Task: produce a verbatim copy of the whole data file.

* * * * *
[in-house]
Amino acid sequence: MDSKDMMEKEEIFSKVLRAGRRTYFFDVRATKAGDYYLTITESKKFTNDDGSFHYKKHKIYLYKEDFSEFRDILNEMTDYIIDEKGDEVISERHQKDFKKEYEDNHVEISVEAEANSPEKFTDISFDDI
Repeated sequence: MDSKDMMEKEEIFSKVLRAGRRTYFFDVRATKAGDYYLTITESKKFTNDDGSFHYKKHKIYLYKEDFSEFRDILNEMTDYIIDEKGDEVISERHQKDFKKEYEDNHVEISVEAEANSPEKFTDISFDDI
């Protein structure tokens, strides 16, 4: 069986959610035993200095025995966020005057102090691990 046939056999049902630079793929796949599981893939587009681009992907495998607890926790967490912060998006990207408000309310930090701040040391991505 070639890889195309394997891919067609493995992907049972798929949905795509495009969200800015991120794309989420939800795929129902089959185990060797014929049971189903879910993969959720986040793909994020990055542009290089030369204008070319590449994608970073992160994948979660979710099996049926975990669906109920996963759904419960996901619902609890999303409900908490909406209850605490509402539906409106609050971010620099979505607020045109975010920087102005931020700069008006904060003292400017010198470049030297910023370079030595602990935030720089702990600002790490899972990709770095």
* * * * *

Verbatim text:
[in-house]
Amino acid sequence: MDSKDMMEKEEIFSKVLRAGRRTYFFDVRATKAGDYYLTITESKKFTNDDGSFHYKKHKIYLYKEDFSEFRDILNEMTDYIIDEKGDEVISERHQKDFKKEYEDNHVEISVEAEANSPEKFTDISFDDI
Repeated sequence: MDSKDMMEKEEIFSKVLRAGRRTYFFDVRATKAGDYYLTITESKKFTNDDGSFHYKKHKIYLYKEDFSEFRDILNEMTDYIIDEKGDEVISERHQKDFKKEYEDNHVEISVEAEANSPEKFTDISFDDI
């Protein structure tokens, strides 16, 4: 069986959610035993200095025995966020005057102090691990 046939056999049902630079793929796949599981893939587009681009992907495998607890926790967490912060998006990207408000309310930090701040040391991505 070639890889195309394997891919067609493995992907049972798929949905795509495009969200800015991120794309989420939800795929129902089959185990060797014929049971189903879910993969959720986040793909994020990055542009290089030369204008070319590449994608970073992160994948979660979710099996049926975990669906109920996963759904419960996901619902609890999303409900908490909406209850605490509402539906409106609050971010620099979505607020045109975010920087102005931020700069008006904060003292400017010198470049030297910023370079030595602990935030720089702990600002790490899972990709770095």